Build Your Confidence - Three Things I Did Well Today

My Personal Strengths:

The ‘Strengths Movement’ is a social movement, based on the approaches of positive psychology, and it’s intended to change how we view ourselves, our world, and other people. Its philosophy is based on the importance of focusing on our positive qualities rather than our faults, on what’s best about us rather than what’s worst.  Although it’s often necessary to acknowledge our weaknesses, human nature makes us prone to seeing our shortcomings in much sharper focus than our assets. By recognising our strong points and giving ourselves credit for them, we’re more likely to utilise these well and live happier, healthier and more creative lives.

The following list is taken from the VIA (Virtues in Action) Inventory of Strengths and was developed by Psychologists Christopher Peterson and Martin Seligman. In this inventory there are six core virtues compiled from philosophies, religions and traditions down the ages. The sub-headings below each virtue are the strengths that it takes to realise these virtues in our lives. 

 

Wisdom and Knowledge:

Cognitive strengths that involve the attainment and use of knowledge.

These include:

  • Creativity – finding new ways of doing things, using our common sense
  • Curiosity – being interested in a variety of subjects and experiences
  • Open-mindedness – critical thinking, being a rational thinker, being able to make good judgements, having a balanced outlook
  • Love of learning – increasing knowledge for its own sake, enjoying learning new things and having new experiences
  • Perspective – wisdom, seeing the big picture, being considered wise

 

Courage:

Emotional strengths that enable us to accomplish goals in the face of opposition.

These include:

  • Bravery – making a stand, overcoming fear, daring to be the sole voice
  • Persistence - finishing what was started, not getting sidetracked, going on in the face of adversity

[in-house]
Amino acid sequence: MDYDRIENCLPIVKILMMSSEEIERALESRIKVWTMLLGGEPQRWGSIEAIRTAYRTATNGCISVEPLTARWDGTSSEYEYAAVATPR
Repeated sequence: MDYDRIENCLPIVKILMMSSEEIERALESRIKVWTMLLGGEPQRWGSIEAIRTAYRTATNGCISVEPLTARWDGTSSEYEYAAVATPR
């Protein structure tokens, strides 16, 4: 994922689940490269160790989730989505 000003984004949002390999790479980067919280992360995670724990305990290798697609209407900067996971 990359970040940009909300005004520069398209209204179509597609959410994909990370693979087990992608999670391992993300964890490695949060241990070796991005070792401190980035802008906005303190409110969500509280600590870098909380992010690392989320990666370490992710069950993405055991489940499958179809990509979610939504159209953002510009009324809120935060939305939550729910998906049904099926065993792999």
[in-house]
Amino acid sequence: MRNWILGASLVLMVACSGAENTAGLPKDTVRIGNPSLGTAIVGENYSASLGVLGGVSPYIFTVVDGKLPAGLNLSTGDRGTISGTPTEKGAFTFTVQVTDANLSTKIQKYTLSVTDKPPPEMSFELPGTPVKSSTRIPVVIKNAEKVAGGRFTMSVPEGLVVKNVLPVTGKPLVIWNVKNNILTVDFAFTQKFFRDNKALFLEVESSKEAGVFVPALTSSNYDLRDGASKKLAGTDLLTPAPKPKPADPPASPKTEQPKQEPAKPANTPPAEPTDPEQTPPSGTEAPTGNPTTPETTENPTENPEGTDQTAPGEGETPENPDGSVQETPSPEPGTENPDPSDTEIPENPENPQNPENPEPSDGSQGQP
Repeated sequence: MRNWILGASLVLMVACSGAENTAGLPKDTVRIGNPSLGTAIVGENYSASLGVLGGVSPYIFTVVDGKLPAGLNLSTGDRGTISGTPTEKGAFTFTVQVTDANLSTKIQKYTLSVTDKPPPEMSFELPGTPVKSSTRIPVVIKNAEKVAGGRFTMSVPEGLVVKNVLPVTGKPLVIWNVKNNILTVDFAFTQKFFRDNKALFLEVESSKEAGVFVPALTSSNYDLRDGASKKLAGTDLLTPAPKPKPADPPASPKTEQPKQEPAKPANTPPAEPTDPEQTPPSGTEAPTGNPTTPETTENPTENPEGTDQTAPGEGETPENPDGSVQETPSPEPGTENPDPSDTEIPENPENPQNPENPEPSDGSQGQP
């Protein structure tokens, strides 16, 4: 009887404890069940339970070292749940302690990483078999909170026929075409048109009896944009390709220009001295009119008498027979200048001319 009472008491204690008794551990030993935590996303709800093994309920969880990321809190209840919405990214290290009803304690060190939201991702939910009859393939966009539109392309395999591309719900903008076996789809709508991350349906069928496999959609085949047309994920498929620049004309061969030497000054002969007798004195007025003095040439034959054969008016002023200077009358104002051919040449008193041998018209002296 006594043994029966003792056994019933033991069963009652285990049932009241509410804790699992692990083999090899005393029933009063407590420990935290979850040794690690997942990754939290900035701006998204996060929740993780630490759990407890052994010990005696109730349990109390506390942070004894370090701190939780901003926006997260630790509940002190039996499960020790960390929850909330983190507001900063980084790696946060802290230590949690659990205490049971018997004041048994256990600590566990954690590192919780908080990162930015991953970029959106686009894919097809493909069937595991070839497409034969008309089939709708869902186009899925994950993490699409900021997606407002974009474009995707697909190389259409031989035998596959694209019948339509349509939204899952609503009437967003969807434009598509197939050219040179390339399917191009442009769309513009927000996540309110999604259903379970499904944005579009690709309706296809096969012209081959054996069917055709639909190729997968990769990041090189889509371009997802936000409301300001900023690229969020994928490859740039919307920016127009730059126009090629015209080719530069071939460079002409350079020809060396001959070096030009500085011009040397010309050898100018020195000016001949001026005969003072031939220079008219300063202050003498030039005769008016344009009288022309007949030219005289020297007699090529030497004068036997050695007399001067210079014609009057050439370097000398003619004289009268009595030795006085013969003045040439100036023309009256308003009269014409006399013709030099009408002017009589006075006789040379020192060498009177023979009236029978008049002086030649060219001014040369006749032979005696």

• Integrity – honesty, keeping promises, being genuine and open, doing what we say we’re going to do
  • Vitality – zest, enthusiasm, living life to the full, having energy, loving life

 

Humanity:

Interpersonal strengths that involve nurturing and supporting others.

These include:

  • Love – capacity to love and be loved, valuing and having intimate loving relationships
  • Kindness – generosity, helping others, caring, showing empathy
  • Social intelligence – sensing what other people feel, awareness of our own feelings, being at ease with others

 

Justice:

Civic strengths that create healthy community life.

These include:

  • Citizenship – teamwork, loyalty, working well in a group
  • Fairness – treating people equally, not discriminating on the basis of our own biases
  • Leadership – organising and motivating other people

 

Temperance:

Strengths that protect against excess.

These include:

  • Forgiveness and Mercy – forgive and forget attitudes
  • Humility/Modesty – awareness of our place in a larger universe
  • Prudence – making careful choices, avoiding unnecessary danger
  • Self-regulation – controlling emotions, self-discipline, keeping ourselves on the ‘straight and narrow’

 

Transcendence:

Strengths that forge connections to the larger universe and provide meaning in our lives. These include:

  • Appreciation of beauty and excellence – noticing it, creating it and/or being inspired by it
  • Gratitude – thanking people, counting blessings
  • Hope – believing in the future, planning for the future, believing in good possibilities
  • Humour – bringing smiles and laughter, working playfully
  • Spirituality – having a calling in life, developing coherent beliefs about a higher meaning to our lives
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